As I wandered through one of London’s royal parks on a recent weekend, I noticed a trail of crisp brown leaves pirouetting across the pathway; “Surely it can’t be autumn already?” I thought to myself, then feeling a pang as I caught sight of the crimson sunset behind Buckingham Palace, I realised that the ‘great’ British summer, ever fragile and short lived, would soon be over: good things never last, great things often never arrive. I thought of my lazy days by the sea, the gulp of salt water, the heat of the sun on my back, the distant sound of laughter and the warm, music-filled evenings overlooking a marina.

In an attempt to move on from my melancholy, I forced myself to reflect positively on the turn of the weather; no more brutally hot afternoons, forced to stumble around in sweat-soaked linen; no more flip-flops on the streets; no more uncomfortable, non air-conditioned dining rooms. I added to these pleasant ingredients the thought that the autumn of 2011, though still relatively distant, is already beginning to show itself on the racks of our favourite stores. Corduroy jackets, cardigans and raincoats are back; the sight of them, in the ‘heat’ of August is somewhat strange and I can only gaze upon them comfortably knowing that I have book ended this year’s summer with visits to warmer climes: a sojourn in Corsica is yet to come.

An early autumn suit is my current fixation; not one of winter’s greys or blues, no cool chalkstripes or crisp Glen Urquhart checks. I am looking for something the colour of sticky caramel, something to bridge between the pale linens, sky blues and whites of summer and the harder tones of the colder season. Something that will contrast with a French blue shirt but compliment an autumnal check tie; something that will marry well with a folded linen square or a yellow paisley. It will glow in the intensity of an autumn sunset and be worn for pleasure as well as business, perhaps to the last al fresco dinner of the year.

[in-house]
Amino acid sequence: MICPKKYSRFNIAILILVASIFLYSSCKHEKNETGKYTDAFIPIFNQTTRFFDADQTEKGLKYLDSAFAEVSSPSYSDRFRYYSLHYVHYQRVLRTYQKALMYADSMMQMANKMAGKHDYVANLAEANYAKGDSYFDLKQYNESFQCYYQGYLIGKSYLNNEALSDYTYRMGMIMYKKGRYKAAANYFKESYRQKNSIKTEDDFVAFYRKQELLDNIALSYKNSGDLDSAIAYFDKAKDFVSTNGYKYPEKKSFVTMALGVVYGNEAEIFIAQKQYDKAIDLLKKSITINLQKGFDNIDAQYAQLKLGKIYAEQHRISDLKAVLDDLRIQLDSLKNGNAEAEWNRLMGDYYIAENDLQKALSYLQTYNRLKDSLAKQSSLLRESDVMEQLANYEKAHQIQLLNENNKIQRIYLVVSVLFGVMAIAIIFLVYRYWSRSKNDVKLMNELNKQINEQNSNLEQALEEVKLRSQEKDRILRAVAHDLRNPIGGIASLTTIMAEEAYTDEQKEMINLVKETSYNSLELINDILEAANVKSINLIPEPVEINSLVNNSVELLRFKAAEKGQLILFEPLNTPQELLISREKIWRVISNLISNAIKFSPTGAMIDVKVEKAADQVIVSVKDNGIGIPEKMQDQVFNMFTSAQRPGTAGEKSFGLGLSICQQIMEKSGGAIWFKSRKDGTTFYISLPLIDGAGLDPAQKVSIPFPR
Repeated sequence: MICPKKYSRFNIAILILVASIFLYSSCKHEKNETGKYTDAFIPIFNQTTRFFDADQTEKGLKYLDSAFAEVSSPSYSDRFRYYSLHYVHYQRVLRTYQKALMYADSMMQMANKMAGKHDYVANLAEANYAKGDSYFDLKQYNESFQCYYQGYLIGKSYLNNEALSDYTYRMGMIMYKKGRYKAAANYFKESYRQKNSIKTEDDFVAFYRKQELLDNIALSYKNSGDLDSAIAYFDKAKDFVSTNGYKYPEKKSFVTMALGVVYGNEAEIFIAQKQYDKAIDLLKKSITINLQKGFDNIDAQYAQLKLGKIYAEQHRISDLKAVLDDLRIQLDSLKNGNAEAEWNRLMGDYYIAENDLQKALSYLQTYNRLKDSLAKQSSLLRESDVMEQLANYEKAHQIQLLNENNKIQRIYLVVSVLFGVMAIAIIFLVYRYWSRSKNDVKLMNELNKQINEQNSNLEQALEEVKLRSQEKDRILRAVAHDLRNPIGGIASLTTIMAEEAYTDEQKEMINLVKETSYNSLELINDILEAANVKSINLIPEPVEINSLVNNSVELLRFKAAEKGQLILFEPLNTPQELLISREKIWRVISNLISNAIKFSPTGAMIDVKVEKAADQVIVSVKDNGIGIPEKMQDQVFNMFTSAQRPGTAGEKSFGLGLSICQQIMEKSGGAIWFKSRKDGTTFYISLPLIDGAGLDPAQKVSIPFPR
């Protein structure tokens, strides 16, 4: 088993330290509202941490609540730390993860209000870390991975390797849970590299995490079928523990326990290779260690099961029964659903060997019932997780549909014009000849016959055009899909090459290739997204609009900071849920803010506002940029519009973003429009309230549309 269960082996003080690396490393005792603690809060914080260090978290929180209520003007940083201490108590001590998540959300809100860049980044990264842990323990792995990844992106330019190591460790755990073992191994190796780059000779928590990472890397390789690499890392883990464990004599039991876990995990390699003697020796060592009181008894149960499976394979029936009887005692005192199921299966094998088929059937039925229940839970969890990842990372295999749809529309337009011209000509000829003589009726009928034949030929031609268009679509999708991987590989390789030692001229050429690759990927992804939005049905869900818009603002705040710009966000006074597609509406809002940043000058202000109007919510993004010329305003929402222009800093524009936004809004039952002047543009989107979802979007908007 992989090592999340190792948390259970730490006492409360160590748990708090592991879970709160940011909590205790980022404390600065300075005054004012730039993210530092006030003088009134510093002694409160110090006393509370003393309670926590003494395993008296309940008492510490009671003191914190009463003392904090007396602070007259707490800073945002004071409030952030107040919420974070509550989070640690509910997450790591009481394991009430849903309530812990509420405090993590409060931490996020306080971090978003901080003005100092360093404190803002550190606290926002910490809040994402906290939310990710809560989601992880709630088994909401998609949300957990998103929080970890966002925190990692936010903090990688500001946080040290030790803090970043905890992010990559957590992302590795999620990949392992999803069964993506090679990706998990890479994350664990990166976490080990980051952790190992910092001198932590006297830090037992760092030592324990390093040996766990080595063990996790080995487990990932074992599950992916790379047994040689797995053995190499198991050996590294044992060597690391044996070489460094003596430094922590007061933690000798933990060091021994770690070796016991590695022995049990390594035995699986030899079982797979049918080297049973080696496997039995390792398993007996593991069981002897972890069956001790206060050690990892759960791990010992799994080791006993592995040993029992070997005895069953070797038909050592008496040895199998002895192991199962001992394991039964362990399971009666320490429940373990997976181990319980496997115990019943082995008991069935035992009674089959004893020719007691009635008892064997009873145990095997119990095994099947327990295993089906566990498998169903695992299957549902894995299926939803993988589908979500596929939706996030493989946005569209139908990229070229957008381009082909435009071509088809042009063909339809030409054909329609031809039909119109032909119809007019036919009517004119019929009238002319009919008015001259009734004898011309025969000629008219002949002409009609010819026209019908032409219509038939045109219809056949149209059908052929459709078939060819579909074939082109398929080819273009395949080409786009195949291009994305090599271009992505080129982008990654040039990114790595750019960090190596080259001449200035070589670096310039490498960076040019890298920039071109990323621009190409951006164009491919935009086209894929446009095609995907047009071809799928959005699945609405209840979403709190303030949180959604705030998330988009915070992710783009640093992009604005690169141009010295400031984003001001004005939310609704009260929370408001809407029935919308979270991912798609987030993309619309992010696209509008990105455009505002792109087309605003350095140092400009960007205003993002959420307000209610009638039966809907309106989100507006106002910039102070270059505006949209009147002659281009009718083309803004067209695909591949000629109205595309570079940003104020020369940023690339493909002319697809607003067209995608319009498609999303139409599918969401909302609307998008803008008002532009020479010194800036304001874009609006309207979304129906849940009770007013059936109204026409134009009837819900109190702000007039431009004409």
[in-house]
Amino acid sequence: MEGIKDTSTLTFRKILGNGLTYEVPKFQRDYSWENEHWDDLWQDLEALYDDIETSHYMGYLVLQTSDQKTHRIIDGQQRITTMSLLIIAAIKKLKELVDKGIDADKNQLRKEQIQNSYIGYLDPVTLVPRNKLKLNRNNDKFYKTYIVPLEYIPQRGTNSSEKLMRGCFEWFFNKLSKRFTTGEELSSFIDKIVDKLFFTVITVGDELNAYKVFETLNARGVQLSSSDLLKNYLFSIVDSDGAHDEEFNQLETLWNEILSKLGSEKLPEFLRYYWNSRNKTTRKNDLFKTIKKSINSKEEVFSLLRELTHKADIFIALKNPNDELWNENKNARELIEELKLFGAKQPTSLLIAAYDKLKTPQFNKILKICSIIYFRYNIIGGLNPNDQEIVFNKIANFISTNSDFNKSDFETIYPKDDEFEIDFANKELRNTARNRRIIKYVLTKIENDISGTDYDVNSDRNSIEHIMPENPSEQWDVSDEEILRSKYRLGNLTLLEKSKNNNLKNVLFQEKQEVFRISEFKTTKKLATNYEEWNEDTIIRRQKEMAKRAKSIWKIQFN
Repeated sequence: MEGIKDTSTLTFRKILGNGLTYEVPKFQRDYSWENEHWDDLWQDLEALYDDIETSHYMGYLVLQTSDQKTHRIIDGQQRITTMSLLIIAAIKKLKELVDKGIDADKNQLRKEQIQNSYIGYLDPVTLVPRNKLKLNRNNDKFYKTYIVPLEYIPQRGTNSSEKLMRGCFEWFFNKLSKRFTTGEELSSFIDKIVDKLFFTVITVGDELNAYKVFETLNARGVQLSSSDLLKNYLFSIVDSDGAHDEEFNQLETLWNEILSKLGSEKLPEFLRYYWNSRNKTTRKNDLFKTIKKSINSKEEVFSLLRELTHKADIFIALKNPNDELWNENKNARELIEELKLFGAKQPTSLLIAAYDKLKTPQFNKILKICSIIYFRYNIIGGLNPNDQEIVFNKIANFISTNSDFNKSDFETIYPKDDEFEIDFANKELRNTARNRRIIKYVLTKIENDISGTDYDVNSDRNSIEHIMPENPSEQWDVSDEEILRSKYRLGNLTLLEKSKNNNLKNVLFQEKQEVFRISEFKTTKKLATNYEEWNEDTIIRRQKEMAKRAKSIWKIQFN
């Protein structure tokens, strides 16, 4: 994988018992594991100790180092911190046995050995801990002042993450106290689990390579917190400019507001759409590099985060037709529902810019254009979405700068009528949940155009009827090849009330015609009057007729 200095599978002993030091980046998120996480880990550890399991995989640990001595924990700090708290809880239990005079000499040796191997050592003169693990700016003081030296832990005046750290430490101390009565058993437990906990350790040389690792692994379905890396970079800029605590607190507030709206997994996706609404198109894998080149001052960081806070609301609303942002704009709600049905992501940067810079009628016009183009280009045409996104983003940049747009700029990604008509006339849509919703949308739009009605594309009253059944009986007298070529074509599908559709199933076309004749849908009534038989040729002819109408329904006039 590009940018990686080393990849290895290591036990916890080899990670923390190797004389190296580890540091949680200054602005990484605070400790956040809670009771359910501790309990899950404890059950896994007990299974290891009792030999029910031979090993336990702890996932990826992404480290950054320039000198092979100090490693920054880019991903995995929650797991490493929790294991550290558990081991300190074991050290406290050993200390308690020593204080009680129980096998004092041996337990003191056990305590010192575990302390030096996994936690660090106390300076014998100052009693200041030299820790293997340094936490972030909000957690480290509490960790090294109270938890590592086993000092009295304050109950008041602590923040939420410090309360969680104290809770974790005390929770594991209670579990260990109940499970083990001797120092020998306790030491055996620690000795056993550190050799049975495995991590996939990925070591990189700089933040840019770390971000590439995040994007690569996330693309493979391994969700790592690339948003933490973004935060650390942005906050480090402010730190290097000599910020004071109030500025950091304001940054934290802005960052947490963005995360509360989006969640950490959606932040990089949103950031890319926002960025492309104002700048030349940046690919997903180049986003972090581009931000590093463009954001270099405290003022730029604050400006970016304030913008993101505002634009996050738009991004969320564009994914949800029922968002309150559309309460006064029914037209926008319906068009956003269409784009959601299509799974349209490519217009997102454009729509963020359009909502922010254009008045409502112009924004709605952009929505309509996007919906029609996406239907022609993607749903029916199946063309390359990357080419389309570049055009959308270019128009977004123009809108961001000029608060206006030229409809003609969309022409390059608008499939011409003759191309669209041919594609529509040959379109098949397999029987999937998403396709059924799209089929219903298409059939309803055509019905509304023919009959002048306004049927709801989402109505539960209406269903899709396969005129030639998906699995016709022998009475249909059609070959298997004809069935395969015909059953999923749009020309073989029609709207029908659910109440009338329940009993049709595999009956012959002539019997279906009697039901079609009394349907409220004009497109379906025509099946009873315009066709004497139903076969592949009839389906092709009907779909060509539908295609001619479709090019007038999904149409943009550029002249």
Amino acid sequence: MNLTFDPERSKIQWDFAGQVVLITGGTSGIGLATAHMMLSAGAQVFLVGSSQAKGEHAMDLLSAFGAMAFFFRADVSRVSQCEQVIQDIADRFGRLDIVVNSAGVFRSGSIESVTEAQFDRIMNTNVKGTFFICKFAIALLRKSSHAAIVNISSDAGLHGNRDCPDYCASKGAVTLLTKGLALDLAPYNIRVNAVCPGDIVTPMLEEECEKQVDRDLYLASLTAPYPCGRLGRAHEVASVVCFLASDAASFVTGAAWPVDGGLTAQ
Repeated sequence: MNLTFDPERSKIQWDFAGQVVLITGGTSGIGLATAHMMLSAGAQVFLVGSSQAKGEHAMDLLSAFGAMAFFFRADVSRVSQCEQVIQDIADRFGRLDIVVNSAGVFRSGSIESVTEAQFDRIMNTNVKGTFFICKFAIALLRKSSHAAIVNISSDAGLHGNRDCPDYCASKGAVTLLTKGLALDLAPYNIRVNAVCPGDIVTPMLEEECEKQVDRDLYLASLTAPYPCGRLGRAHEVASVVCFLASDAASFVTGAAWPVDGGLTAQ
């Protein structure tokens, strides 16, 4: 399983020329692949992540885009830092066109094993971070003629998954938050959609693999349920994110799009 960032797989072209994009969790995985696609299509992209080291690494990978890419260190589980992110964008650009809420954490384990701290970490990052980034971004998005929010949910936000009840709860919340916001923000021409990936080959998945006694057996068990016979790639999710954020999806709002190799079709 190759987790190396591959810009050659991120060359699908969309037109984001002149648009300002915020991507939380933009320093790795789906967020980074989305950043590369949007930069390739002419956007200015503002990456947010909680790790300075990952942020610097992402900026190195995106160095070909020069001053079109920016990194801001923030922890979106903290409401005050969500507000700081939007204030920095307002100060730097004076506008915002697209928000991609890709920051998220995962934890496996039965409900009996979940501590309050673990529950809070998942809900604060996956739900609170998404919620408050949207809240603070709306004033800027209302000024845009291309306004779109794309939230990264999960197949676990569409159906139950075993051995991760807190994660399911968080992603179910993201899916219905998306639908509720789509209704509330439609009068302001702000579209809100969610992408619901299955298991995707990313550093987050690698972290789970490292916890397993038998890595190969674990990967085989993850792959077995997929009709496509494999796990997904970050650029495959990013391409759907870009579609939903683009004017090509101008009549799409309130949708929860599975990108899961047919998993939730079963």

In early autumn, it is the sort of suit that would be ideal on particularly sunny days, worn sockless with a pair of brown suede loafers or for a very casual look with a pair of driving shoes; later on in the season, it can be deployed with pink socks and a pair of chestnut brogues or a pair of oxblood Oxfords. A fetching effect could also be achieved by using the items as separates: a caramel jacket with a pair of white trousers can be used on days that still feel like summer, the caramel trousers can be deployed with a wool blazer when it feels a little chillier.

Keeping Your Cool

“IF you can keep your head when all about you are losing theirs…” Rudyard Kipling(1895)

j-press-emblem

I recently took a punt on a few items from An Affordable Wardrobe shop. I say punt not because this is an unreliable source, far from, but because buying vintage clothes can be a bit tricky at the best of times. Buying vintage at a distance of 3000 miles away is even trickier. But I’m glad I followed my gut instincts.